Carducci told us he had been kinda pushed by Steve Hackett (the guy wearing big glasses in Genesis between 1971 and 1977) to record a solo album, after years of being part of the country-folk band Matis. Although “Oddity” is his first solo album to date, Franck Carducci is not exactly a newcomer: he’s haunting the live scene of Amsterdam, played in some 15 albums and opened a show for Mr Hackett last year. Some destinies are worse. 😀

The cover artwork is rather cute, full of symbols, and, similarly to the musical content: perfectly timeless.

Carducci brought his own musical universe, should I say his family, into his first effort. You’ll find some familiar names like John Hackett (brother of who you know), Larry Crockett (soulful drummer linked to another big glasses wearer: Elton John), Niko Leroy (the one who played bass on the “How Many ‘L’ Were In Your Name?” single from Awaken –although no one wears big glasses there), his former employer Yanne Matis and a buch of equally talented cats.

Talented is the first word that comes to mind: Carducci plays in another league and his musicianship is not far from the classical rigor. His superbly fluid piano playing being an obvious proof.
He shines at the bass too and provides some more than decent guitar parts at the same time. Add to this list a powerful and clear voice and you can make half of the prog scene musicians jealous of Mr Carducci’s skills.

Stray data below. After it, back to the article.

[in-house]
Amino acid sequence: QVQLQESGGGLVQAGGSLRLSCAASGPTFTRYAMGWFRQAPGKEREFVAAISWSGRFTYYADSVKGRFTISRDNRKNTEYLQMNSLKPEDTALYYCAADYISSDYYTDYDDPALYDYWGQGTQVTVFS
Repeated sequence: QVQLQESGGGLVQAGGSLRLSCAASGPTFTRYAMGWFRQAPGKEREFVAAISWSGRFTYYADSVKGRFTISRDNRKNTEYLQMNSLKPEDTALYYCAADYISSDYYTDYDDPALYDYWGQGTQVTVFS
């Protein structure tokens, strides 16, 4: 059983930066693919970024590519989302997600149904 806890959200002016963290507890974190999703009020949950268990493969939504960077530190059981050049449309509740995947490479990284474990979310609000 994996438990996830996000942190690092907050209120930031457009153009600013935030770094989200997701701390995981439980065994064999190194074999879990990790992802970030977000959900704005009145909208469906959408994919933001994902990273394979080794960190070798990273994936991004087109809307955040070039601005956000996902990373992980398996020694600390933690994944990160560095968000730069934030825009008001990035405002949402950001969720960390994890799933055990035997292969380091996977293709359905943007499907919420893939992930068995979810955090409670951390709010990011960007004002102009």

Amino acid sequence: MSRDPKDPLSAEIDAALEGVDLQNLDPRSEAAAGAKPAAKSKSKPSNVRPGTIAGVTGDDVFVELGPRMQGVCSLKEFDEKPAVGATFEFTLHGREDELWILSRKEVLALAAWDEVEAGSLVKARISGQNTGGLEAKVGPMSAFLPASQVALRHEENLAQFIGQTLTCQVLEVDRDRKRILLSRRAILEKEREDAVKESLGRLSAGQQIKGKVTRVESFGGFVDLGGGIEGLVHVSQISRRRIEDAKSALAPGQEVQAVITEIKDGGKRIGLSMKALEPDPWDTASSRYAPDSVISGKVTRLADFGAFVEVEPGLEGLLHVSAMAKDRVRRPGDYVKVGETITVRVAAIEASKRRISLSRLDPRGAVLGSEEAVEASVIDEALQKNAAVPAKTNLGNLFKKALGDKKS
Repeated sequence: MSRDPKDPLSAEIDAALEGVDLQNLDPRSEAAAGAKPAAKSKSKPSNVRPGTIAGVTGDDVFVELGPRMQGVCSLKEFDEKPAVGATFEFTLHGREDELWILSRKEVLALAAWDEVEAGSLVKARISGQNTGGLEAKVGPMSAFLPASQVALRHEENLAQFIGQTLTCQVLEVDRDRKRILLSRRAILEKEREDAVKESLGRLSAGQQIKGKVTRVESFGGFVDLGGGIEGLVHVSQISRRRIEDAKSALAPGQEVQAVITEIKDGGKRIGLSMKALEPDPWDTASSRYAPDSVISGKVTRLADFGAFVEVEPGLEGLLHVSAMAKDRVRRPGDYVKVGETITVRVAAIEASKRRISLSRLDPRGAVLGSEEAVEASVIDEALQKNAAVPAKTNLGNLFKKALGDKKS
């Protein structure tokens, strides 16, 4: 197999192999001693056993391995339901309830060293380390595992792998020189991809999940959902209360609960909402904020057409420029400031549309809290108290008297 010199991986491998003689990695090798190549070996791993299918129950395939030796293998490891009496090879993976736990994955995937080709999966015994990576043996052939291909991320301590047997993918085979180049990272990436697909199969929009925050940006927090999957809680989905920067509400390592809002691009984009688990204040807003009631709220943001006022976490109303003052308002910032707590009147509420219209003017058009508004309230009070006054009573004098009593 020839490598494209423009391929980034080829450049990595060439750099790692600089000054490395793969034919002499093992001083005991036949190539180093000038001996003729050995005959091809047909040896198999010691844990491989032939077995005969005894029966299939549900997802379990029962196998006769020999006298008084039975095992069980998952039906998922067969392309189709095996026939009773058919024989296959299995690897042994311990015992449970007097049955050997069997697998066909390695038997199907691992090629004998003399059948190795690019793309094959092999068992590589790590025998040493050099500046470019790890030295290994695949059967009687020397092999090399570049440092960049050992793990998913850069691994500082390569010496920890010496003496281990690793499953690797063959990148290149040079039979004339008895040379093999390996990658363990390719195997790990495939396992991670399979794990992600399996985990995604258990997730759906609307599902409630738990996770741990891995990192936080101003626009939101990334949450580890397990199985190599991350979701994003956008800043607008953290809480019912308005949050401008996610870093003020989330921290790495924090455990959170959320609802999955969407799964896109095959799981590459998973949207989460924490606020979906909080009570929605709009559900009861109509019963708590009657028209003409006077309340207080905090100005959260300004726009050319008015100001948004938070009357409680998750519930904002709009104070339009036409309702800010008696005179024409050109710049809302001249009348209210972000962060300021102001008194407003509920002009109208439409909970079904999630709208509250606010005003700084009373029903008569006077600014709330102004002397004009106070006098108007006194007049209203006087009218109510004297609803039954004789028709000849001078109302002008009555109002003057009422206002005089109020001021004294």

But the most interesting point here seems to be his inspiration as a songwriter and arranger. Among the 5 songs that make the backbone of “Oddity”, there isn’t any trace of a filler, the songs have a density of ideas that makes it a valuable investment for your hi-fi, your mp3 player and of course your ears.
The music is so strong and inspired that even those who could be resistant to the prog-rock clichés are likely to love this album.

It’s easy to be stunned by the powerful changes of mood provided by “Achilles”, find your eyes becoming wet to the unexpected melancholia of “The Quind”, being caught in the spacey turmoil of “The Last Oddity” (with some tribute to David Bowie, Pink Floyd and Mr Kubrick –tell me, did he wear big glasses?) and having a blast with the guitar-driven “Alice’s Eerie Dream” (hat-trick to Michael Strobel). But maybe the most interesting tune is the catchy country folk “The Eyes Of Age” (featuring fellows from band Matis), which is a kind of sorbet between two main dishes. Delightful!

Now, there’s a weakness to that album, but luckily only in the bonus tracks: the cover of “Carpet Crawlers” is nice but nothing groundbreaking, thus sounds flat compared to the sparkling party of Carducci’s own songs; and the radio edit of “Alice’s Eerie Dream” is one more evidence that radio edits are the most insulting mixes that can be done to a song.

The lyrics are less appealing to me, despite Carducci’s will to eventually let Alice evolve in a neon-lit Wonderland. At least she finally got a job, which may pay her magic pills.

Conclusion: a strong, inspired and timeless effort, with skillful musicians and smart enough to fall into the usual prog-rock cliché. Worth bringing to the Lounge.



Carducci home :

Carducci Shop :

日本の店 :